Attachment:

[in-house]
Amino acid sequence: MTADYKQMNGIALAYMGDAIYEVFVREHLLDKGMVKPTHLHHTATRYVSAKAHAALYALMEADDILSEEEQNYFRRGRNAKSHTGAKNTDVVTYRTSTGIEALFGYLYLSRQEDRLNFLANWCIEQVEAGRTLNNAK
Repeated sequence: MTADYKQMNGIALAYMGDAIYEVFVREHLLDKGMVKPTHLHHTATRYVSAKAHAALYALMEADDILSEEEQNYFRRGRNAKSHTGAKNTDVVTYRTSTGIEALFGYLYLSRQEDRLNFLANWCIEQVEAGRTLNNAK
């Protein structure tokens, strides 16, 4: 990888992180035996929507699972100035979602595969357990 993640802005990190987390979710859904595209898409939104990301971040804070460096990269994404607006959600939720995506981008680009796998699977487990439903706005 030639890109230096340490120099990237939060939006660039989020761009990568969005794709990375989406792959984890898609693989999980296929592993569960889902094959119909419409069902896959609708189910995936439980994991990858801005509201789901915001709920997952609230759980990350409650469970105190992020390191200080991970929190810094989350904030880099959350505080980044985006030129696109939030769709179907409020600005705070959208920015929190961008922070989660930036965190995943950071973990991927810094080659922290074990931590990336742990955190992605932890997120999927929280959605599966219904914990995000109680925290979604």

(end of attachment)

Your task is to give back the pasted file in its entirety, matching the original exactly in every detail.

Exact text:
[in-house]
Amino acid sequence: MTADYKQMNGIALAYMGDAIYEVFVREHLLDKGMVKPTHLHHTATRYVSAKAHAALYALMEADDILSEEEQNYFRRGRNAKSHTGAKNTDVVTYRTSTGIEALFGYLYLSRQEDRLNFLANWCIEQVEAGRTLNNAK
Repeated sequence: MTADYKQMNGIALAYMGDAIYEVFVREHLLDKGMVKPTHLHHTATRYVSAKAHAALYALMEADDILSEEEQNYFRRGRNAKSHTGAKNTDVVTYRTSTGIEALFGYLYLSRQEDRLNFLANWCIEQVEAGRTLNNAK
């Protein structure tokens, strides 16, 4: 990888992180035996929507699972100035979602595969357990 993640802005990190987390979710859904595209898409939104990301971040804070460096990269994404607006959600939720995506981008680009796998699977487990439903706005 030639890109230096340490120099990237939060939006660039989020761009990568969005794709990375989406792959984890898609693989999980296929592993569960889902094959119909419409069902896959609708189910995936439980994991990858801005509201789901915001709920997952609230759980990350409650469970105190992020390191200080991970929190810094989350904030880099959350505080980044985006030129696109939030769709179907409020600005705070959208920015929190961008922070989660930036965190995943950071973990991927810094080659922290074990931590990336742990955190992605932890997120999927929280959605599966219904914990995000109680925290979604």